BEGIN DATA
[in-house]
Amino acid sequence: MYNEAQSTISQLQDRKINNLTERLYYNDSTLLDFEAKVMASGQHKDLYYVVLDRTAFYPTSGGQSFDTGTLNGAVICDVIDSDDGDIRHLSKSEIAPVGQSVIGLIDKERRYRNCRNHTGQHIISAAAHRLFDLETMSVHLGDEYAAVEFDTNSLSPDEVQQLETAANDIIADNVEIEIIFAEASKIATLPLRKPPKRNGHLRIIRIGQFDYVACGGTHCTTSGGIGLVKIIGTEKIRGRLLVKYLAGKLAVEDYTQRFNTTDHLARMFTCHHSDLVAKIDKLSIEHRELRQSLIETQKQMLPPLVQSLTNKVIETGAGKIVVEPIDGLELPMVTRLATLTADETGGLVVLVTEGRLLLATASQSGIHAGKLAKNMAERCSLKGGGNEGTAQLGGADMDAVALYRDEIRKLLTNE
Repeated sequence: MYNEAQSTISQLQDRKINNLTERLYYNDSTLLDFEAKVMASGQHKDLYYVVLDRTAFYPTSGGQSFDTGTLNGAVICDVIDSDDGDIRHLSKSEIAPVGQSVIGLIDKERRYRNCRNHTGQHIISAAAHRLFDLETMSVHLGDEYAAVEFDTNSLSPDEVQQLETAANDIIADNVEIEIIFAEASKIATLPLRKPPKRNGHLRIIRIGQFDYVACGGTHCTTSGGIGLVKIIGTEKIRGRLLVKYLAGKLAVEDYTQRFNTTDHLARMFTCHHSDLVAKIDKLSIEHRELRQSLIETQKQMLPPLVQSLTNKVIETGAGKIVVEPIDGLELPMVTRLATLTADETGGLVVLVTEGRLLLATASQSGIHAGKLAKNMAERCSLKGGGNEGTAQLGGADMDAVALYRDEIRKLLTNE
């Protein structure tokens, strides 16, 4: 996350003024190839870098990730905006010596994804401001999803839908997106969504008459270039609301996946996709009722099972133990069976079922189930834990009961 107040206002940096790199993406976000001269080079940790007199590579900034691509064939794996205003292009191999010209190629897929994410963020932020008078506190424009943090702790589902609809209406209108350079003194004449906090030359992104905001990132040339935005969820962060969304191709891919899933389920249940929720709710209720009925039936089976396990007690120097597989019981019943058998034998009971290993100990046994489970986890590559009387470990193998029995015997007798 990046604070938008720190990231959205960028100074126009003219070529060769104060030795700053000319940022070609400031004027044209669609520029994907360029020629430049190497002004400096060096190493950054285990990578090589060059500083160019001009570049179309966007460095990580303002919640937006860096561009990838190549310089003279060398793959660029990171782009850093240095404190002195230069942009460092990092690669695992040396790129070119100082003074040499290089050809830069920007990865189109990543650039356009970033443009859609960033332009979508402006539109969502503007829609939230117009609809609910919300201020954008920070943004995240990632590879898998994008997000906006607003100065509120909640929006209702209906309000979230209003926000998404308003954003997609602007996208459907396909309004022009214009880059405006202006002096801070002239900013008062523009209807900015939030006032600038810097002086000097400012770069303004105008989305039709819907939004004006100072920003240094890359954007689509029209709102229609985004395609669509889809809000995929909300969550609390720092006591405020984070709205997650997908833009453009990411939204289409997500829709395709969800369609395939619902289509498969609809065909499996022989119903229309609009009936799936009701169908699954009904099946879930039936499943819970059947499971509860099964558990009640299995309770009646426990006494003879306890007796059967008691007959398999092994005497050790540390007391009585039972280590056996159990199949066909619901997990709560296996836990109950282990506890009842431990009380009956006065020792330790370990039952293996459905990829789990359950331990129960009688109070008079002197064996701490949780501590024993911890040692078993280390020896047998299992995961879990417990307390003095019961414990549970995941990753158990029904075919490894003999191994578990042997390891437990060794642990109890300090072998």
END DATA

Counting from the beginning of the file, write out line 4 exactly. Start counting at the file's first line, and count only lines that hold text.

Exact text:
């Protein structure tokens, strides 16, 4: 996350003024190839870098990730905006010596994804401001999803839908997106969504008459270039609301996946996709009722099972133990069976079922189930834990009961 107040206002940096790199993406976000001269080079940790007199590579900034691509064939794996205003292009191999010209190629897929994410963020932020008078506190424009943090702790589902609809209406209108350079003194004449906090030359992104905001990132040339935005969820962060969304191709891919899933389920249940929720709710209720009925039936089976396990007690120097597989019981019943058998034998009971290993100990046994489970986890590559009387470990193998029995015997007798 990046604070938008720190990231959205960028100074126009003219070529060769104060030795700053000319940022070609400031004027044209669609520029994907360029020629430049190497002004400096060096190493950054285990990578090589060059500083160019001009570049179309966007460095990580303002919640937006860096561009990838190549310089003279060398793959660029990171782009850093240095404190002195230069942009460092990092690669695992040396790129070119100082003074040499290089050809830069920007990865189109990543650039356009970033443009859609960033332009979508402006539109969502503007829609939230117009609809609910919300201020954008920070943004995240990632590879898998994008997000906006607003100065509120909640929006209702209906309000979230209003926000998404308003954003997609602007996208459907396909309004022009214009880059405006202006002096801070002239900013008062523009209807900015939030006032600038810097002086000097400012770069303004105008989305039709819907939004004006100072920003240094890359954007689509029209709102229609985004395609669509889809809000995929909300969550609390720092006591405020984070709205997650997908833009453009990411939204289409997500829709395709969800369609395939619902289509498969609809065909499996022989119903229309609009009936799936009701169908699954009904099946879930039936499943819970059947499971509860099964558990009640299995309770009646426990006494003879306890007796059967008691007959398999092994005497050790540390007391009585039972280590056996159990199949066909619901997990709560296996836990109950282990506890009842431990009380009956006065020792330790370990039952293996459905990829789990359950331990129960009688109070008079002197064996701490949780501590024993911890040692078993280390020896047998299992995961879990417990307390003095019961414990549970995941990753158990029904075919490894003999191994578990042997390891437990060794642990109890300090072998």